Replacing propane tank regulators every dozen years? Where?

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On Fri, 4 Oct 2013 12:49:45 +0000 (UTC), Eddie Powalski

the explosive limit.
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On 10/4/2013 3:26 AM, saman wrote:

the reason to bleed lines is because the slug of air in the line may put out pilot lights, and some homeowners don't know to check, or how to relight.
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On 10/4/2013 9:47 AM, chaniarts wrote:

turn the tank off before traveling and turn it on when you stop for the night. Every time you turn the gas back on you have to bleed the air out of the gas line. Sometimes it can take a whole minute!
Paul
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On Fri, 04 Oct 2013 11:26:02 -0700, Paul Drahn wrote:

How do you actually do the bleeding?
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On 10/4/2013 11:35 AM, Alex Gunderson wrote:

on one of the burners and begin pressing the lighter. When the air is out of the line, the gas will light. Do the same with the other burners.
The oven is the same way, except it does have a pilot light that will stay lit after there is gas and not air.
the gas water heater will attempt to light automatically for a short time while waiting for gas. It no gas, you have to switch it off and then back on. Usually lights on the second try.
The gas fridge is the same way as the water heater.
The gas furnace is the same way.
All but the kitchen range is vented outside, so you have to be sure the fan is running when you purge the air.
Paul
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On Fri, 4 Oct 2013 18:35:39 +0000 (UTC), Alex Gunderson

through. When you connect a bottle to a new BarBQ you open the valve and start clicking the lighter. When the air is bled and the gas hits the burner, it lights.
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On 10/4/2013 11:26 AM, Paul Drahn wrote:

no, not everyone who owns a house has an rv with heating.
this is probably a requirement by the weevil lawyers, so they can't easily be blamed for houses blowing up when a homeowner, who may never have lit the pilot on their water heater, doesn't discover that it's not lit. it may also be leftover from many years ago when there were not self-igniting heaters.
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On Fri, 04 Oct 2013 11:26:02 -0700, Paul Drahn

just shutting it off
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On Fri, 04 Oct 2013 09:47:45 -0700, chaniarts wrote:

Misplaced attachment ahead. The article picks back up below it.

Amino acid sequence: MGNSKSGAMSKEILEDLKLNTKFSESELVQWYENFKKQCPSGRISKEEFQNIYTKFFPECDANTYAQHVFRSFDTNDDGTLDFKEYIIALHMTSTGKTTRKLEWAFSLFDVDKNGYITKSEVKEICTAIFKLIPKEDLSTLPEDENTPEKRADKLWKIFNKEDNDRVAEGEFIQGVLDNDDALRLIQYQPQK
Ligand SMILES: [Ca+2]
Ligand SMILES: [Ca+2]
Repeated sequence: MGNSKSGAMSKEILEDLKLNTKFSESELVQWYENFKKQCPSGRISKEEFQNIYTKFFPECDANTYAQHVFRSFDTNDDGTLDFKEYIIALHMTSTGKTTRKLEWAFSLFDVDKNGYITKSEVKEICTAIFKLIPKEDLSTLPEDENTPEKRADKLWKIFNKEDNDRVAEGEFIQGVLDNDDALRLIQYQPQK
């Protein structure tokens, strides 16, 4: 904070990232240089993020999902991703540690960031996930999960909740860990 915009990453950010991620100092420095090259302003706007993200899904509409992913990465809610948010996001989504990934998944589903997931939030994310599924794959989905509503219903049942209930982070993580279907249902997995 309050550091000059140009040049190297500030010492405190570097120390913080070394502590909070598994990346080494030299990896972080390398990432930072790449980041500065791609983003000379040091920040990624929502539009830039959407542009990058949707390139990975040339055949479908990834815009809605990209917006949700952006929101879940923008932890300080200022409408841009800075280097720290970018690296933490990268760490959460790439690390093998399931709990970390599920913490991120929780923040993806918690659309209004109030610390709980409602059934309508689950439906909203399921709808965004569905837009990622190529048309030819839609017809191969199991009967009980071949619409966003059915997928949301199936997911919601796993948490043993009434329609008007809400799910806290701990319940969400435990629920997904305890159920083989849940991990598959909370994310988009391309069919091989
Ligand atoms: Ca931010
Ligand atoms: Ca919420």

If that's the case, it's not so "dangerous" then.
The propane company makes it sound like the house will lift off its foundation if they don't replace the regulator themselves.
If it's just that a pilot light can go out, I can easily solve that. In fact, the furnaces don't have pilot lights. The stove doesn't have a pilot light. The pool doesn't have a pilot light. The generator doesn't have a pilot light...
So, about the only thing that has a pilot light is probably just the hot water heaters (and even that has some kind of mechanism to light it by pressing a button down or something).
So, is it this simple? A. Shut the valves in this order ... ... the pool (which is furthest from the tank) ... the hot water heaters (which is next furthest) ... the house (which is outside at the foundation) ... the generator (which is closest to the tank) B. Replace the two tank regulators C. Open the valves in this order ... ... the pool ... the hot water heaters ... the house ... the generator D. Check the hot-water heater pilot light.
Is "bleeding" that simple? Or did I miss a step?
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On 10/4/2013 11:32 AM, Alex Gunderson wrote:

there may be a bleed screw that needs to be opened, like when they refill bbq tanks. i haven't seen every regulator there is, although i didn't notice one on my 1st stage regulator that i took apart.
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On Fri, 04 Oct 2013 12:12:53 -0700, chaniarts wrote:

Well, luckily I have the PDF for the regulators, and, I'm sure a *new* regulator comes with instructions (for your $100), so, the bleeding of the regulator I'm not worried about.
It's this magical? bleeding of the gas lines.
Seems to me, there is no real bleeding step - but then - why did the gas company make it seem like it was illegal for me to replace my own regulator?
The darn things just screw off and screw on for heaven's sake.
There's just this question of bleeding ... ... ...
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There was no transposition. You can't transpose a single digit, since a transposition is a reversal of 2 or more items.
The "588" in the manual vs. the "558" at the website is nothing more than a typo or (not likely) a number that has since changed.
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